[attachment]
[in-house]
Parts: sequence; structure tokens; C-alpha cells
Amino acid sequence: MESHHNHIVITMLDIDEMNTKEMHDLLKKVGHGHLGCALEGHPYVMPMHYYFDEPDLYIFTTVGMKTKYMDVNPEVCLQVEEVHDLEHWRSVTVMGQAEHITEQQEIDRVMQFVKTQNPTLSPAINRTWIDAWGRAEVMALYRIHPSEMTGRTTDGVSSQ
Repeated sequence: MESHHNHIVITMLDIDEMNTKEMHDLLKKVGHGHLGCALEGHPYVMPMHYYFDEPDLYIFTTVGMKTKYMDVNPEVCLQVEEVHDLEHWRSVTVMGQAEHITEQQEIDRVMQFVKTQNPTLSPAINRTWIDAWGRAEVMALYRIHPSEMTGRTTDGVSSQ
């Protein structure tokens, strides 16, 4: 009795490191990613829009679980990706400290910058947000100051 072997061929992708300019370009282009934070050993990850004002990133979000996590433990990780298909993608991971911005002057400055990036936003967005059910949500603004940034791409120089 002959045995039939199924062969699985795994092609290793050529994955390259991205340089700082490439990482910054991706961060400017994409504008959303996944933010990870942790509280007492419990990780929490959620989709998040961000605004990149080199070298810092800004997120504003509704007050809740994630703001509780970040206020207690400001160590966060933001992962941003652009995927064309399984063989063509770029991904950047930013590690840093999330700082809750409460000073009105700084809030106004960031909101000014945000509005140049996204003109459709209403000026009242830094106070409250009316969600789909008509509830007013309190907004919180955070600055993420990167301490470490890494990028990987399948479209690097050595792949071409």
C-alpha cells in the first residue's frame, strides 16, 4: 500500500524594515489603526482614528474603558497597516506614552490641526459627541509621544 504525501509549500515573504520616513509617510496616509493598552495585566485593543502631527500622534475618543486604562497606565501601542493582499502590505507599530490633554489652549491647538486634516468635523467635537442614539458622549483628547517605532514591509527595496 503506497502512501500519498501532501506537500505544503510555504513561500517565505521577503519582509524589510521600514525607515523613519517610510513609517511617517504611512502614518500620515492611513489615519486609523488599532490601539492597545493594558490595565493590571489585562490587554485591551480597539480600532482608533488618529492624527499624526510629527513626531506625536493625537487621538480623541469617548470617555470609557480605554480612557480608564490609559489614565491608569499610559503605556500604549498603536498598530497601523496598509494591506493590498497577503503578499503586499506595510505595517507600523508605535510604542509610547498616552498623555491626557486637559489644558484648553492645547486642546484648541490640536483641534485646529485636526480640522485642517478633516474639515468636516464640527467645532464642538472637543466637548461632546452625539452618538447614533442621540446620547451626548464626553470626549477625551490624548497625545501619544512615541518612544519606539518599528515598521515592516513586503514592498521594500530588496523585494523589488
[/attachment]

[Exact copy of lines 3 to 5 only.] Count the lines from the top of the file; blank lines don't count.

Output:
Amino acid sequence: MESHHNHIVITMLDIDEMNTKEMHDLLKKVGHGHLGCALEGHPYVMPMHYYFDEPDLYIFTTVGMKTKYMDVNPEVCLQVEEVHDLEHWRSVTVMGQAEHITEQQEIDRVMQFVKTQNPTLSPAINRTWIDAWGRAEVMALYRIHPSEMTGRTTDGVSSQ
Repeated sequence: MESHHNHIVITMLDIDEMNTKEMHDLLKKVGHGHLGCALEGHPYVMPMHYYFDEPDLYIFTTVGMKTKYMDVNPEVCLQVEEVHDLEHWRSVTVMGQAEHITEQQEIDRVMQFVKTQNPTLSPAINRTWIDAWGRAEVMALYRIHPSEMTGRTTDGVSSQ
């Protein structure tokens, strides 16, 4: 009795490191990613829009679980990706400290910058947000100051 072997061929992708300019370009282009934070050993990850004002990133979000996590433990990780298909993608991971911005002057400055990036936003967005059910949500603004940034791409120089 002959045995039939199924062969699985795994092609290793050529994955390259991205340089700082490439990482910054991706961060400017994409504008959303996944933010990870942790509280007492419990990780929490959620989709998040961000605004990149080199070298810092800004997120504003509704007050809740994630703001509780970040206020207690400001160590966060933001992962941003652009995927064309399984063989063509770029991904950047930013590690840093999330700082809750409460000073009105700084809030106004960031909101000014945000509005140049996204003109459709209403000026009242830094106070409250009316969600789909008509509830007013309190907004919180955070600055993420990167301490470490890494990028990987399948479209690097050595792949071409």